Friday, July 30, 2010

The Mogadishu you never hear about

By Guled Mohamed

People visiting the Somali capital Mogadishu for the first time are being fallaciously petrified that as soon as they step out of the plane at the city's international airport they should expect to be greeted by a mortar shell or sniper fire.

I sometimes also get similar sentiments thrown my way in spite of living and working in Mogadishu even under worse conditions than the present flare-ups. Every other time I am about to travel to Mogadishu my friends and family in Kenya give me that weird look as if to say: Do you really have to go there?

If you have never been to Mogadishu you will probably be thinking in the same lines, that the Somali capital has nothing to offer a part from the violence that we are constantly reminded of by the blinking breaking news on our television sets or in our local newspapers.

But, there is an image of Mogadishu that is rarely told by the media. You will hardly hear of any positive development except war and ruins which have unfortunately became synonymous with the city and the country of Somalia.

The following are just but a few of the positive things that you should expect if you ever visit this white-washed seaside city that is much-talked about albeit negatively.

The city of Mogadishu enjoys the services of some consulates or embassies belonging to several African and Arab countries which give visas to Somalis wishing to travel mainly for medical and educational reasons.

There is a thriving international airport called Aden Ade International airport renamed after Somalia's first president who recently died and who also went into history books as the first ever African president to peacefully relinquish power after loosing an election.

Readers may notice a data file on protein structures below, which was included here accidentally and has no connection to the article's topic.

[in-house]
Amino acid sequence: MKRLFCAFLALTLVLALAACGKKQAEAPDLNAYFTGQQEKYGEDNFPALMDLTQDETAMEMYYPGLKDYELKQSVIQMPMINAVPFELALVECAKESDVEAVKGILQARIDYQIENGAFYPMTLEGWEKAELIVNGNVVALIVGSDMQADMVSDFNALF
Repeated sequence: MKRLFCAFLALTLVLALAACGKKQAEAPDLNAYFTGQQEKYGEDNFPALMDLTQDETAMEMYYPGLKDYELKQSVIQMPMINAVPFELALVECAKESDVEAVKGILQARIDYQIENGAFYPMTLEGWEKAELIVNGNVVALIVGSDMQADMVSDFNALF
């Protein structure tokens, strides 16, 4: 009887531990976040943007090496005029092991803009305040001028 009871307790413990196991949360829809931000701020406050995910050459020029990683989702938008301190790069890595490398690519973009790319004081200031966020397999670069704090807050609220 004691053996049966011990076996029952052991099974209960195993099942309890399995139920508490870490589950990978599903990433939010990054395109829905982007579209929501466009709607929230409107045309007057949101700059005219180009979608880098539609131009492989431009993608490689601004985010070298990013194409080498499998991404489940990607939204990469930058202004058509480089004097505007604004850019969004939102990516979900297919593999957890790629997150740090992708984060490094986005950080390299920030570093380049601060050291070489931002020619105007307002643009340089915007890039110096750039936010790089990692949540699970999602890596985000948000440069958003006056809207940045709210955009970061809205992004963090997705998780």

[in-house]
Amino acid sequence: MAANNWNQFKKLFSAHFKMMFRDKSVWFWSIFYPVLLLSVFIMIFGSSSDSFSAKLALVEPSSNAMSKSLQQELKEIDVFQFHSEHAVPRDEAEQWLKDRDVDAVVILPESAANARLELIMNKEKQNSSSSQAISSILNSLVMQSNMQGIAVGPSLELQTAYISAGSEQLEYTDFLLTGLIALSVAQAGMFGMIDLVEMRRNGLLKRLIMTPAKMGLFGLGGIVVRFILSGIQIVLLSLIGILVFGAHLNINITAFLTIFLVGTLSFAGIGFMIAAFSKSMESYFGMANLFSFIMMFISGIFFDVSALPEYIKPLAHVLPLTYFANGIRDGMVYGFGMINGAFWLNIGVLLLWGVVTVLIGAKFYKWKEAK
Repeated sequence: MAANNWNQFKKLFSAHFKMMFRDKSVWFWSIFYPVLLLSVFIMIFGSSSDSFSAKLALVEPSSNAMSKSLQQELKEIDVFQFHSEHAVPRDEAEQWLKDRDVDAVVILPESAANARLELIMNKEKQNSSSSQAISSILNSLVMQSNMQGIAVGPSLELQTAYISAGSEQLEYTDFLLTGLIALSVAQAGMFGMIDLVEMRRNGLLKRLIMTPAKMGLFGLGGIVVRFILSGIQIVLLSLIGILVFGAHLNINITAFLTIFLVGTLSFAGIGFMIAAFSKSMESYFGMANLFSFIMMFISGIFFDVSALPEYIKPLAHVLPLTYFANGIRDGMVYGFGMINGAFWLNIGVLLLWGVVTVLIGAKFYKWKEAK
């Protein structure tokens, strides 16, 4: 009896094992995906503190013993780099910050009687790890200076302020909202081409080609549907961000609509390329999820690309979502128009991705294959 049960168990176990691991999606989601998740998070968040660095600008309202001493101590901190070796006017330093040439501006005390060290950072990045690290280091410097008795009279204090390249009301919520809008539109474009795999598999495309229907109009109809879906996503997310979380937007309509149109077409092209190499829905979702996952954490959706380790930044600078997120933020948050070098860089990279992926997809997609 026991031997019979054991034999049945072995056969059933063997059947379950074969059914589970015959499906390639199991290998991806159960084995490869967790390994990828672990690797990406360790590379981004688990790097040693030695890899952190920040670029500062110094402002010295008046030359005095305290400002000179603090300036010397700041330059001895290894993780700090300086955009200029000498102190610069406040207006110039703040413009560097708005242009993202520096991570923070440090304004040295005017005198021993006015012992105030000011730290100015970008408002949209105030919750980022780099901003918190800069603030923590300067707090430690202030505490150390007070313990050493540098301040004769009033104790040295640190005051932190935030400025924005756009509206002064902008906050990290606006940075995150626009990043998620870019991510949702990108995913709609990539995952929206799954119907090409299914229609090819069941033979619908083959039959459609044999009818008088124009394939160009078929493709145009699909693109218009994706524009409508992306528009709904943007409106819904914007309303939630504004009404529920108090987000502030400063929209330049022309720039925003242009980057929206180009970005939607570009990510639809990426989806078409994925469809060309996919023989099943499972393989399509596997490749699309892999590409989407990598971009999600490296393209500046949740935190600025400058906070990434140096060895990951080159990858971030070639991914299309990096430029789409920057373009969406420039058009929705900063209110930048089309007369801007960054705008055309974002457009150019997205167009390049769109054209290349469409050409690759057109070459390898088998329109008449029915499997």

Built by the Italians in the late 50s, the 300o meter long facility is adjacent to the sky-blue Indian Ocean and just like any major airport has a waiting lounge, immigration services, air traffic controllers, fire fighters, baggage system even though it’s sometimes chaotic.

There is even a VIP lounge where if you happen to be a Very Important Person you should expect to be served with a hot cup of cappuccino, tea, a cold coca cola or bottled water both of which have been manufactured in Mogadishu.

Along the same coastline, you will find a 24 hour functioning seaport with the stunning view of the Somalia coastline where ships dock day and night bringing in almost everything from food, building material to vehicles while 90 percent of all humanitarian suppliers also come through the same port.

Back to our city guide, once you leave the airport, you will find the metropolis of Mogadishu waiting for you.

As you drive or walk out of the airport, you will see the imposing city of Mogadishu. You can afford to relax in the neighbourhoods around the airport because its controlled by the interim government, its relative peace has added some vibrancy and life compared to the northern districts controlled by extremist groups like the notorious Al-Shabab.

Generally, the further you go from the airport the less people you will see. This is simply because these areas enjoy relative peace and have social amenities like hospitals, schools that are operational compared to the opposition controlled areas further in the north where their strict application of Shariah law has forced many residents to flee.

As you leave the airport you will also see long telephone masts and huge dishes mounted on top of buildings belonging to the various multimillion dollar telecommunication companies that offer one of the cheapest tariffs in sub-Saharan Africa as they help connect the people and drive Somalia’s economy at very cheaper rates of less than half a US cent per minute for calls to anywhere in the world.

Local Mogadishu landline calls are free of charge! Yes its absolutely free, while local mobile to mobile calls are also as lows as 10 US cent compared to your phone network. The companies who have made it possible for the Somali people to enjoy such low cost calls are namely Hormud, Telkom, Nation link and Somafone.